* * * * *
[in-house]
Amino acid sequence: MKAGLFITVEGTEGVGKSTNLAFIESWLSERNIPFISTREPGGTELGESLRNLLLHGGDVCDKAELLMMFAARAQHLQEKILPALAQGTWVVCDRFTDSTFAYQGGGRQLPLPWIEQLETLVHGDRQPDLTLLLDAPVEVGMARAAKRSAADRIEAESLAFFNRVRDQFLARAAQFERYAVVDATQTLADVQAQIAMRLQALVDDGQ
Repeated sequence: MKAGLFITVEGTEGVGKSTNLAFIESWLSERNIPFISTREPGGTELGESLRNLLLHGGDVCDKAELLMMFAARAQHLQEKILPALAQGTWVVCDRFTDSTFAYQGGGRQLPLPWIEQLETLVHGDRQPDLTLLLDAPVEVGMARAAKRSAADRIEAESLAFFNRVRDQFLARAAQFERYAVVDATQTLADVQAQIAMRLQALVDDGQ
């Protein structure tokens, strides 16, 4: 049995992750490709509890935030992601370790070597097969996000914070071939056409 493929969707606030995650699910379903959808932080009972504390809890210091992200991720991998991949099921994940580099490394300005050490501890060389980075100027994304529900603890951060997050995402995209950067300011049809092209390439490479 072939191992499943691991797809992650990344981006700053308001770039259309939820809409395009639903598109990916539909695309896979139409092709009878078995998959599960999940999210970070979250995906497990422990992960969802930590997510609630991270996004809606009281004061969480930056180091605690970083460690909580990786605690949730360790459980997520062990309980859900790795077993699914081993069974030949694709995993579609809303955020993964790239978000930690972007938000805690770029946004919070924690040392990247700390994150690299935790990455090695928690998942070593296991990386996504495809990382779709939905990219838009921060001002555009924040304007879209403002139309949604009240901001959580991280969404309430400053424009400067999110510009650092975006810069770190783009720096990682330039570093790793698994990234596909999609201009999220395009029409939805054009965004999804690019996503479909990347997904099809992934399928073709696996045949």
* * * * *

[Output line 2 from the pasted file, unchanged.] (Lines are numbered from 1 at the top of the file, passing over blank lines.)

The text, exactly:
Amino acid sequence: MKAGLFITVEGTEGVGKSTNLAFIESWLSERNIPFISTREPGGTELGESLRNLLLHGGDVCDKAELLMMFAARAQHLQEKILPALAQGTWVVCDRFTDSTFAYQGGGRQLPLPWIEQLETLVHGDRQPDLTLLLDAPVEVGMARAAKRSAADRIEAESLAFFNRVRDQFLARAAQFERYAVVDATQTLADVQAQIAMRLQALVDDGQ